Topic | Overwhelmed + daily routine

Viewing 8 posts - 1 through 8 (of 8 total)
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  • Ashley
    Participant

    I’m wondering if any of you seasoned homeschooling mamas could possibly pass along some advice (pretty please)…

    I homeschool my two boys (ages 12 and 8).

    I am feeling rather overwhelmed with our school days — I have been attempting to implement “loop” schedules in order to try to “get” to all of our extra subjects.

    But we inevitably end up not even getting to our “loop” subjects because our daily subjects seem to take FOREVER to get through — and by forever, I mean forever (wink).

    I’ve also tried implementing “morning time” where we could briefly try to touch on extra subjects too.

    I’ve read many a blogs about how “morning time” should only take a short amount of time. But alas, the clock and I are not friends. Morning time was taking up a large chunk of our time and so, in order to make sure we were getting to our core, daily subjects, we have not been engaging in morning time at all (which bothers me — because the subjects in morning time seem very enriching to me).

    Our daily “core” subjects are as follows…

    •Math (my boys need repetition and consistency with this subject)

    •Reading (mainly for my 8 year old — he has auditory dyslexia) (my older son reads a chapter from one of his chapter books that he is currently working on and is required to do a written narration afterwards to help build his reading comprehension and focus — he actually loves this).

    •Handwriting (cursive for my older and legible letter formation for my younger)

    •Spelling

    •Typing

    •Grammar

    •Vocabulary (for my older son)

    Our “loop” subjects are…

    •Science

    •History

    •Geography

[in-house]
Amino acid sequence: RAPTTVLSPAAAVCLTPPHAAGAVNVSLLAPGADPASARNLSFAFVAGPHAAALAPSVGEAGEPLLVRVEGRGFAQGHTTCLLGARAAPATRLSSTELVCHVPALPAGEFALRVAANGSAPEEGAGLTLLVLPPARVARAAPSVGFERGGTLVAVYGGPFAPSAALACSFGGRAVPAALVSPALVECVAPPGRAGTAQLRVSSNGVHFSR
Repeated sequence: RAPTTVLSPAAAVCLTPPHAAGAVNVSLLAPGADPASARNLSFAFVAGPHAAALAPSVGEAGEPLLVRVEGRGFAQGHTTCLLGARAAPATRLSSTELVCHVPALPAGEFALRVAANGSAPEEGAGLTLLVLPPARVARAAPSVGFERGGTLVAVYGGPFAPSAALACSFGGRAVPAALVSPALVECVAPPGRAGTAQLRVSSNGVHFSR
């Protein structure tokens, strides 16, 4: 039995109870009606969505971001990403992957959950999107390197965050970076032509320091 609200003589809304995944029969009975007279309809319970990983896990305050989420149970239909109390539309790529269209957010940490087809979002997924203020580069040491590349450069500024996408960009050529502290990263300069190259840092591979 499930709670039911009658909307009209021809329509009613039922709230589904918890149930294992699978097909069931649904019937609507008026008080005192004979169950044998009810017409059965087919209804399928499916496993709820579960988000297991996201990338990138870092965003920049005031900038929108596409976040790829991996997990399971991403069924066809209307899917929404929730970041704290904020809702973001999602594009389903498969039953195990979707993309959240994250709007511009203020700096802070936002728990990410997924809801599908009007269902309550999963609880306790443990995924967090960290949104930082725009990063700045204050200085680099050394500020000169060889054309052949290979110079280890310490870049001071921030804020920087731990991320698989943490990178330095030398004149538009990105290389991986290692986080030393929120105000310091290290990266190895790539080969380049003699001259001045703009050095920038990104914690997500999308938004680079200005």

•Art

    •Music (piano)

    •Foreign Language

    •Current Events (for my older son)

    •Literature (for my older son — he is working through “how to read literature like a professor for kids)

    •Creative Writing (for my older son — he is working through “writing magic”)

    Our “morning time” subjects are (which we never get to…

    •Read Aloud (Read by me)

    •Artist/Picture study

    •Composer study

    •Bible

    •Poetry

    •Mapping (my kids study a picture of a specific map and then after studying it for a little while they fill in a blank one as best they can; going back and filling in any areas they missed or need to correct)

    Am I trying to do too much???

    Again, we don’t try to get to all of these everyday other than our daily, core lessons.

    I’d be ever so grateful for any advice!

    Many thanks!

    -Ashley

    MissusLeata
    Participant

    I do a morning time with a few regulars and a few “loop subjects” (though they actually have assigned days that I adjust if I need to.) If it’s not done in the morning here, it’ll likely never get done (though we have had success with saving one thing for “tea time”).

    But you have a lot of loop subjects. Personally, for me, some of those would need to be core subjects to make sure they get done. I try to keep the loop subjects to not more than one or two a day and do each of them every week or every other week at the least.

    So, we would do Bible, History, Grammar, Science, Literature, Creative Writing…those things are either done in morning circle time or assigned on a regular basis with the 3 R’s.

    Our “loop” studies would be geography, picture study, habit study, poetry…things that are more “enrichment.”

    Our morning time takes about 1/2 hour..sometimes more, depending on what we are reading. We do Bible memory, sing a hymn, quote the Apostle’s Creed, do our devotional, read our history book most mornings, do geography once a week and do whatever enrichment activity is assigned for that day.

    To keep anything from taking forever, the timer is your friend. Set the timer for math, writing, reading….the things that have to be done but can’t take the whole day.